The argument for Crosby is: Malkin rules and really helps prop up the Penguins’ production even when Crosby’s off, so for Crosby to deliver a goals impact roughly equivalent to McDavid’s is impressive. Especially because he turned Conor Sheary into a 50-point guy like he did with Chris Kunitz in the past. Crosby just does this for everyone, doesn’t matter what other factors are out there.

The argument for Marchand is: He’s coming in hot down the stretch (and if you think that doesn’t matter, check out Corey Perry’s Hart win in 2011. Moreover, his team isn’t even as good as the Oilers top-to-bottom. Does he play with Patrice Bergeron? Sure he does. That’ll help anyone. But that also means he’s scoring 40ish goals and 80-plus points as a shutdown guy. Mighty impressive.

Things are still a little fluid here since there’s still a small chunk of the season to go, but you can clearly see the Crosby/McDavid/Marchand group is in the thick of things with other MVP candidates. It’s also important to remember goals are still a little hard to come by this season in comparison with most seasons before 2010.

Burns and Karlsson are sort of low-end outliers, but being No. 1 defensemen probably hurts their numbers too. They’re the only defensemen on the above chart, so it’s tough to compare them directly and say, “Well, they’re not legitimate candidates.”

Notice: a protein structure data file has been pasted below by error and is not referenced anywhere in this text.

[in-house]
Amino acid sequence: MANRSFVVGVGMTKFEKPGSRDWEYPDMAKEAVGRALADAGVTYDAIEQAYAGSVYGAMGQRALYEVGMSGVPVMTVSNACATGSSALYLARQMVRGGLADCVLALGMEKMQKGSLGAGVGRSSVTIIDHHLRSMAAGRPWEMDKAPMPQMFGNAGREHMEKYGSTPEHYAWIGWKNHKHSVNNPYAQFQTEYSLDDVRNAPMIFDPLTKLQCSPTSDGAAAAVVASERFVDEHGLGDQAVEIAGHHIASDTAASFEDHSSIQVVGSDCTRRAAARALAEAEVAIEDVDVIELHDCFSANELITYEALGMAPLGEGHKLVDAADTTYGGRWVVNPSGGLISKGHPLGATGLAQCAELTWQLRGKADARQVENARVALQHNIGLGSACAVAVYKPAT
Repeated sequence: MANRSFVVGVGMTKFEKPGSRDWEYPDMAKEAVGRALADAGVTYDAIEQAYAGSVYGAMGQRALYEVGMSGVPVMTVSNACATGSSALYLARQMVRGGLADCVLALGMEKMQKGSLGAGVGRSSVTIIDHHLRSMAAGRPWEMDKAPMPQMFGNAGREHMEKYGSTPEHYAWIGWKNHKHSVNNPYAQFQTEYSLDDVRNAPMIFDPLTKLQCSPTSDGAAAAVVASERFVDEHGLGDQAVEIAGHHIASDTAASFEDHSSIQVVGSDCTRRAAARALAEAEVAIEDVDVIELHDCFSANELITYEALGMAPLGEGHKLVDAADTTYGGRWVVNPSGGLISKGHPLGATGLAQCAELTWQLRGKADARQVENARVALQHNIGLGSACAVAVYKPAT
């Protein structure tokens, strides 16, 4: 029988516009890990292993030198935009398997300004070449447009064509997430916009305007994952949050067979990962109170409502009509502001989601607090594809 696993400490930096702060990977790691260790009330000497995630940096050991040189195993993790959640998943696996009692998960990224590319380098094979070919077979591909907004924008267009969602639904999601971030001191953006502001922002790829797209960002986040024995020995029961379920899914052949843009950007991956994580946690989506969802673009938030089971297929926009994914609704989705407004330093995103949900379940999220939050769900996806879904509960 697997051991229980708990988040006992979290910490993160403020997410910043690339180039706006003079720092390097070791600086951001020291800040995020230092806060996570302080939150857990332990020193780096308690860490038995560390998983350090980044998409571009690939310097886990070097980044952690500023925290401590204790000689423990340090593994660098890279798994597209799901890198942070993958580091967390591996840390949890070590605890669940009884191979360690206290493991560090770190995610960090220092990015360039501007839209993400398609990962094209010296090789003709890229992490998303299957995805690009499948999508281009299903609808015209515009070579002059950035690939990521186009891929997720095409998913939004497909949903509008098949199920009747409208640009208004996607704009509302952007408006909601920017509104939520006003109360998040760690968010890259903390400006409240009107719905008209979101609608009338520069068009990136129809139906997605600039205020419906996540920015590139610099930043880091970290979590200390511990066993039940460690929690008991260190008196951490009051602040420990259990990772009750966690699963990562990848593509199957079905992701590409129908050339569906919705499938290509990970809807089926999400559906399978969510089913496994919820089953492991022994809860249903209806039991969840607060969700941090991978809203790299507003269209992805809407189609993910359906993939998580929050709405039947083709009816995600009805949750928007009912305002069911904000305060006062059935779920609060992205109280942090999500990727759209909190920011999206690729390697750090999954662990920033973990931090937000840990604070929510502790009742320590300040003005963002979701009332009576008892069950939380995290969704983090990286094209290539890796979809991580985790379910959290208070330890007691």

Honestly, I’ve been a McDavid hardliner all season, but if you’re doing your end-of-season due diligence, you really can’t go wrong with Crosby or Marchand either. It’s a little surprising, to be honest, but I guess that’s why they play the full 82.

I’d still go with McDavid unless one of the other guys goes on an absolute bender, but that’s not outside the realm of possibility.

Ryan Lambert is a Puck Daddy columnist. His email is here and his Twitter is here.

All stats via Corsica unless otherwise stated.